A look inside John Gorrie

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  • | 12:00 p.m. February 14, 2012
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Several residences have original exposed brick walls.
Several residences have original exposed brick walls.
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Special to Realty Builder Connection

In 2009, Jacksonville Jaguars co-owner Delores Barr Weaver took a leap of faith and purchased an old, abandoned school in Jacksonville’s Riverside/Avondale neighborhood.

John Gorrie Junior High School was built in 1923, was listed in the National Register of Historic Places in 1987 and officially closed in 1997. After 12 years of neglect and disrepair, Weaver began the restoration and renovation of the two buildings that housed the school, investing a substantial amount of her own time and money into the project.

Today, it’s called The John Gorrie a condominium and 68 residences including the studios, one and two-bedroom condominiums, and two-story townhomes ranging from 800 to 1,800 square feet. Pricing starts from the low $100,000s.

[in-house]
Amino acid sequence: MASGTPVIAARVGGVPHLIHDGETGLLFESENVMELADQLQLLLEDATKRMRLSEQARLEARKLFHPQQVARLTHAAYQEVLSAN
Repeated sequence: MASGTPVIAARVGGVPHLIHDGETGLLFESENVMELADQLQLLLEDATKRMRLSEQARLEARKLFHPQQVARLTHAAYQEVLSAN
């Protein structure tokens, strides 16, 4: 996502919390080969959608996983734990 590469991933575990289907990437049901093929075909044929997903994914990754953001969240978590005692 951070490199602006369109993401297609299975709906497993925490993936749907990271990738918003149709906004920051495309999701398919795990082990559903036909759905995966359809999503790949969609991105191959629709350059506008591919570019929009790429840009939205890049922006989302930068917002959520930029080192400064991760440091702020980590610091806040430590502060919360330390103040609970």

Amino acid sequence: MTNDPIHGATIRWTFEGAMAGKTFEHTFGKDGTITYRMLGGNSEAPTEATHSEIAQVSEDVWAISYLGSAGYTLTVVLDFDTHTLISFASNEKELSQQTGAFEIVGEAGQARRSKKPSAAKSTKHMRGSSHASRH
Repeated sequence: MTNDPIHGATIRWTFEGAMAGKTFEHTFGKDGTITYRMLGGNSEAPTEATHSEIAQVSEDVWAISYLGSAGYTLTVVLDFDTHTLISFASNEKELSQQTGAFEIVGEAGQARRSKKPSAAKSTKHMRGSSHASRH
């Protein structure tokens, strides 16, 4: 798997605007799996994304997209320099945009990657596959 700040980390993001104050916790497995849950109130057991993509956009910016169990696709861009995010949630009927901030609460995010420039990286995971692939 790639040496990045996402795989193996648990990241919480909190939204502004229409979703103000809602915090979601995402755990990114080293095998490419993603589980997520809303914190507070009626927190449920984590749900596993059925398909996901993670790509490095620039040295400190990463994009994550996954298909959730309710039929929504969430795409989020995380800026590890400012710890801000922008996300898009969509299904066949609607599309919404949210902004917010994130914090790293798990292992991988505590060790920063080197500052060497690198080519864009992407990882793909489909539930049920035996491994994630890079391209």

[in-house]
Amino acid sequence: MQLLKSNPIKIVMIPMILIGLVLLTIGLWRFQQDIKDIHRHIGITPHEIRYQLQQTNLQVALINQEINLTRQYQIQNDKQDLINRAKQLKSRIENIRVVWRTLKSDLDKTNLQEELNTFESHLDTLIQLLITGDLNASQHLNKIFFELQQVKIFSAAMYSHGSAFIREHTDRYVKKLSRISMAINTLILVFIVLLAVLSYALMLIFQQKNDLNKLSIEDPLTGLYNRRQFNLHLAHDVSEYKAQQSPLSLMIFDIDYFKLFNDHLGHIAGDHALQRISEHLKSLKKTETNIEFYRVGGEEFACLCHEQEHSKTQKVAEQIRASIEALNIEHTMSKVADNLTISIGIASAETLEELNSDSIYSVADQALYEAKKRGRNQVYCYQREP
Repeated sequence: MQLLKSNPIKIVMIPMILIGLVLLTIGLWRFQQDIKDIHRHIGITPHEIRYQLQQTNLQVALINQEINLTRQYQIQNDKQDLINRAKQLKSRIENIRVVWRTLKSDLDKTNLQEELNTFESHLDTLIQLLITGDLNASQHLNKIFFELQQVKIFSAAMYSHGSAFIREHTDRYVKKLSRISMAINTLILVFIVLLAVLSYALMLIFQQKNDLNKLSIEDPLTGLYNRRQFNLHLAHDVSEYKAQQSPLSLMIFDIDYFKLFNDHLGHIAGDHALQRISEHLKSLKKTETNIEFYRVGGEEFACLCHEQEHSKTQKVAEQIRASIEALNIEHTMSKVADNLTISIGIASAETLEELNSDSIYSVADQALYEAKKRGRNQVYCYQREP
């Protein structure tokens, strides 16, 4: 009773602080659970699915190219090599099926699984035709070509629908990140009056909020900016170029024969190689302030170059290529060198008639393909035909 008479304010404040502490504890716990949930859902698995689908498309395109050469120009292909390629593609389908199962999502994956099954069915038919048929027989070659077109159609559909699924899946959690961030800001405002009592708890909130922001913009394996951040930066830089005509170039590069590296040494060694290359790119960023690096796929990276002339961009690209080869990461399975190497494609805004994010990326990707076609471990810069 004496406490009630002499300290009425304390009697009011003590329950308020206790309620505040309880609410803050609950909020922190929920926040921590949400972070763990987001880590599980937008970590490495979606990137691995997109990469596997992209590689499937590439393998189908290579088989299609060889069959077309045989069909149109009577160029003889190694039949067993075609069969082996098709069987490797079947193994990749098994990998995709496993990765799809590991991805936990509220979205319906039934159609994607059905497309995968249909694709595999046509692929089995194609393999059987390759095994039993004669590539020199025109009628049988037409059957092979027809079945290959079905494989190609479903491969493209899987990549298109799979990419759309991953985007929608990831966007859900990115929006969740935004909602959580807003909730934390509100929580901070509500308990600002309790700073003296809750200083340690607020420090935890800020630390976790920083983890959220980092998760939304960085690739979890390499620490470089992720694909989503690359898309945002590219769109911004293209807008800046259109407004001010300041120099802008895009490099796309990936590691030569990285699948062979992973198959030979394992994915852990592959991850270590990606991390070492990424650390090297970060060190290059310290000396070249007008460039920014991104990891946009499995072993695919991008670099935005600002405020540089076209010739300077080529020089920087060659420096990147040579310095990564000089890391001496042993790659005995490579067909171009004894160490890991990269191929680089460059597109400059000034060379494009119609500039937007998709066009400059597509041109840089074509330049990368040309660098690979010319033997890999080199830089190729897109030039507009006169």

Many of the floor plans feature distinctive layouts based on the original John Gorrie Junior High School classrooms.

One residence features the original flooring from the stage in the auditorium, while another home features the original crest with molding around the front of the stage. Several residences have exposed brick walls; others have private verandas or access to the interior courtyard.

The former principal’s office now serves as a reading room and has refinished cabinets from the school, a pedestal from a former bird bath provided by the June 1926 class, as well as concrete benches donated by the 1929 class of students. The hallways display original windows and doors, chalkboards, radiators and a teachers’ mail cubby.

During the renovation, more than 81 miles of electrical wire, 78 separate air-conditioning units, and 25,000 concrete pavers were used to complete the building. Old wood flooring was retained where possible, but nearly 30,000 square feet of new wood flooring was also installed. The two buildings combined boast a total of 725 new exterior windows.



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